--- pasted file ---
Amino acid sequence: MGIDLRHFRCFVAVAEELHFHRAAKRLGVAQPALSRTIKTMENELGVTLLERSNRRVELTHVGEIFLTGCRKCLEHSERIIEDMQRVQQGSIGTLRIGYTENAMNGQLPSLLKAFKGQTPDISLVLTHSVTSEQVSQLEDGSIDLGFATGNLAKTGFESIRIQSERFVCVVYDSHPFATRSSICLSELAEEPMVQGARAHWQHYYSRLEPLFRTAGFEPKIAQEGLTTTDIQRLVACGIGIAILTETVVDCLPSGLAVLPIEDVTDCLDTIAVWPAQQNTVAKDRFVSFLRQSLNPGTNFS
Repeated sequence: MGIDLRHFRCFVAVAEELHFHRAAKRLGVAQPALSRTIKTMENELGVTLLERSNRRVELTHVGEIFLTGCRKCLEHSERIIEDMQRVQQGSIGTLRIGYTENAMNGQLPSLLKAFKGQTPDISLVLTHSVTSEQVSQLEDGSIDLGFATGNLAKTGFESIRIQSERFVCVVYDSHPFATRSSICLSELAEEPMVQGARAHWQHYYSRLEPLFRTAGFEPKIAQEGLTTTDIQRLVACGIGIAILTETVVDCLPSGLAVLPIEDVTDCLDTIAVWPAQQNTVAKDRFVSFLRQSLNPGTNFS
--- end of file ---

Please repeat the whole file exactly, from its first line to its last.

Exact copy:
Amino acid sequence: MGIDLRHFRCFVAVAEELHFHRAAKRLGVAQPALSRTIKTMENELGVTLLERSNRRVELTHVGEIFLTGCRKCLEHSERIIEDMQRVQQGSIGTLRIGYTENAMNGQLPSLLKAFKGQTPDISLVLTHSVTSEQVSQLEDGSIDLGFATGNLAKTGFESIRIQSERFVCVVYDSHPFATRSSICLSELAEEPMVQGARAHWQHYYSRLEPLFRTAGFEPKIAQEGLTTTDIQRLVACGIGIAILTETVVDCLPSGLAVLPIEDVTDCLDTIAVWPAQQNTVAKDRFVSFLRQSLNPGTNFS
Repeated sequence: MGIDLRHFRCFVAVAEELHFHRAAKRLGVAQPALSRTIKTMENELGVTLLERSNRRVELTHVGEIFLTGCRKCLEHSERIIEDMQRVQQGSIGTLRIGYTENAMNGQLPSLLKAFKGQTPDISLVLTHSVTSEQVSQLEDGSIDLGFATGNLAKTGFESIRIQSERFVCVVYDSHPFATRSSICLSELAEEPMVQGARAHWQHYYSRLEPLFRTAGFEPKIAQEGLTTTDIQRLVACGIGIAILTETVVDCLPSGLAVLPIEDVTDCLDTIAVWPAQQNTVAKDRFVSFLRQSLNPGTNFS